Column: Defending against the chafer beetle

I have to talk about it again.  Everybody is in a tizzy at this time of year because of the terrible damage to their lawns.  Skunks, racoons and crows are enjoying a very tasty feast of grubs brought to you by the European Chafer Beetle.

This destructive insect was introduced to the Lower Mainland in 2001.  It has become a very serious pest in our lawns.

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Many homeowners have had their grass ripped out and replaced with new turf to have the grubs appear in the new grass again.  Some people spread topsoil and reseed hoping to chase these nasty insects away.  Back it comes!

Another solution some homeowners are doing is replacing grass with artificial lawn.  This is not a good solution as artificial grass is an oil based product which contributes to greenhouses gases which is not good for our planet.  Think about what will happen to the plastic grass when it is at the end of its life cycle?  Off to our landfills.

Some of our neighbours are spraying with nasty chemicals.  These chemicals affect our pollinators and beneficial insects.  There is a decline in the pollinator population due to chemicals in our environment.  Pollinators are key to our food production.  This is not a good choice at all, sacrificing pollinator insects for a green lawn!

I am helping out our neighbours with their lawn that has been damaged badly by the grubs of the chafer beetle. The beetles lay their eggs in lawns in most cases where there is a poor root system. Infested lawns may feel spongy due to the grubs making their way up to the surface.  The grass will be wilted or dead and is easy to pull back.

My neighbours decided to remove a section of their damaged lawn and convert it into a garden bed. My hand went up to volunteer.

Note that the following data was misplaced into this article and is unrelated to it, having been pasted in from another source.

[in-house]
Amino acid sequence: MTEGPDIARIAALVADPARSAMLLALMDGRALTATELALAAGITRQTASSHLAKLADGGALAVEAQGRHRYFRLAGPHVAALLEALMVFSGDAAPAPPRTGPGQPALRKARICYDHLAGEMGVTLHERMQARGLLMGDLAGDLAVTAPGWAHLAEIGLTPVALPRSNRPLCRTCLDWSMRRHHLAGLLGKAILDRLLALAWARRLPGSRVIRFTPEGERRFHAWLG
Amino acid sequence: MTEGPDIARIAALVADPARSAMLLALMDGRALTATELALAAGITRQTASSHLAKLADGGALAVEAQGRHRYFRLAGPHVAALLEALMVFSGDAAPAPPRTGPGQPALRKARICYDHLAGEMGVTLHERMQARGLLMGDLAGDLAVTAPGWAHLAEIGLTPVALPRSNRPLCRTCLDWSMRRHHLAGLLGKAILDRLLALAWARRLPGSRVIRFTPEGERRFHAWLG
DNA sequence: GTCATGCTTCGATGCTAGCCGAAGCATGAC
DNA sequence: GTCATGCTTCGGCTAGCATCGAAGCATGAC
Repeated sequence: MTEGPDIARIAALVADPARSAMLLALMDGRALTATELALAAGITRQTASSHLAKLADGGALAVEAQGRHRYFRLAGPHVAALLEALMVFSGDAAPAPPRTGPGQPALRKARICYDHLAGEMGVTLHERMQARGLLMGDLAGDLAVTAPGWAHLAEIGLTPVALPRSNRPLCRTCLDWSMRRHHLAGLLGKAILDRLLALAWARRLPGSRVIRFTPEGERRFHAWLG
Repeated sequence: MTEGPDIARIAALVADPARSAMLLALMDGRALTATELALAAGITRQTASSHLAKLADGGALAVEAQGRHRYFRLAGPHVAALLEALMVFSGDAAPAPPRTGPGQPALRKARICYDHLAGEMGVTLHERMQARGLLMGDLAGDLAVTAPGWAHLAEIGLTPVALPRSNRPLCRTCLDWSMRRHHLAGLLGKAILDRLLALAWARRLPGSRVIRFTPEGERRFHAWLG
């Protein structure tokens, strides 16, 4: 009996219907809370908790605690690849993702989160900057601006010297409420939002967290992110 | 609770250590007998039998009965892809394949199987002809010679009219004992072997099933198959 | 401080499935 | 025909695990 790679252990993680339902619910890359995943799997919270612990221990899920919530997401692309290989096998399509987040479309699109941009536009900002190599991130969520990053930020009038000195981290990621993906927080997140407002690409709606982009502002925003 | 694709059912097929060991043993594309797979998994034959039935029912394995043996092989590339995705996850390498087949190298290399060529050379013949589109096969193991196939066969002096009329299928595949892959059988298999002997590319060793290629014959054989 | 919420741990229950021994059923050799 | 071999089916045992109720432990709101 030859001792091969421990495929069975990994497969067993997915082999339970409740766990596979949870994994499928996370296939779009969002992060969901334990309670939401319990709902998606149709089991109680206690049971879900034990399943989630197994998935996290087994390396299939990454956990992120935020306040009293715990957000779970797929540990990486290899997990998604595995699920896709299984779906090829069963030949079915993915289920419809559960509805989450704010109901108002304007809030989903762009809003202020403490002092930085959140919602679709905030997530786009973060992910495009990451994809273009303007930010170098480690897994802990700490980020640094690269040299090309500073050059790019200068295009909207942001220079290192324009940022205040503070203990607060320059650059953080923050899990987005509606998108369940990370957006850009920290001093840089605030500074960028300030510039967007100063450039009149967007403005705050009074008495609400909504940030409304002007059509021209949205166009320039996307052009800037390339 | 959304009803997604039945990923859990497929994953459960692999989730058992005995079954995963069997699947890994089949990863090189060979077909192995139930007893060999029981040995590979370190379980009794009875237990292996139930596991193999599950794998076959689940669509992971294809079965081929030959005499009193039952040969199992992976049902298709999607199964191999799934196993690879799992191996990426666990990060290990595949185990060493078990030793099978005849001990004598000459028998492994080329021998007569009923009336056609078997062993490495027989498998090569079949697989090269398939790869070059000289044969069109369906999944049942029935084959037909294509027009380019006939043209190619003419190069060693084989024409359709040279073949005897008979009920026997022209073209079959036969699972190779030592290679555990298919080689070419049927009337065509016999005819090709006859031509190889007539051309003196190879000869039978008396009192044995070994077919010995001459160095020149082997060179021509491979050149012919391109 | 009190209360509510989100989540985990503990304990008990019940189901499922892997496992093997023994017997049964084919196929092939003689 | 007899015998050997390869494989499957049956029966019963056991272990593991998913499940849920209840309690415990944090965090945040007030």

I am removing sections of the turf and removing the chafer grubs by hand.  Crows are sitting in the trees around me yelling at me to get out of the way so they can enjoy a snack of juicy grubs.  It is a long, labour-intensive task but worth the effort.  Many of our neighbours are stopping by to take a look at my bucket of chafer grubs.

Once I have dug up all the damaged grass and created my garden bed, I will mix in an organic soil to amend the current soil and then plant up the garden bed with drought resistant perennial plants and shrubs.

Another of our neighbours went through the same process on their damaged lawn last year.  The turf was removed, the soil dug up about a foot deep, chafer grubs were removed by hand and then new soil was added.  A chafer resistant blend of grass seed was spread which contains a type of fescue and micro clover that the chafer beetle does not like.  The most important step in this method is to water the newly seeded grass deeply every day to make sure deep roots are established. Our neighbours lawn is green and lush this year with no signs of chafer damage.  We will continue to monitor their lawn for any signs of chafer damage.

If you are lucky and have not been affected by the chafer beetle, make sure to not cut your grass too short.  Longer grass blades means a longer root system which is more resilient to the chafer beetle.  Leave your grass clippings in the lawn which will naturally act as a fertilizer. Overseed your lawn right now to contribute to a lush and dense lawn.  This is also a great time to add lime to your lawn.  Lime counteracts the soil’s natural acidity which prevents grass from taking up key nutrients it needs for optimal growth.

Check out the City of Richmond’s website (www.richmond.ca) for more information about dealing with this prolific pest.

As a final note, I beg you not to use any chemicals.  There are no insecticides allowed to be used under the City of Richmond’s Pesticide Use Control Bylaw No. 8514.  Laws aside, chemicals are destroying our bees, butterflies and other beneficial insects that contribute to our food production.  I also beg you not to install artificial grass.  It can increase temperatures and can affect storm water runoff which can carry debris into our storm sewers causing water pollution.  Parts of artificial grass is often made from recycled tires.  Artificial grass does not appear to be a healthy solution for the homeowner nor the environment.

Lynda Pasacreta is the current president of the Richmond Garden Club.  For more information visit richmondgardenclub.ca.

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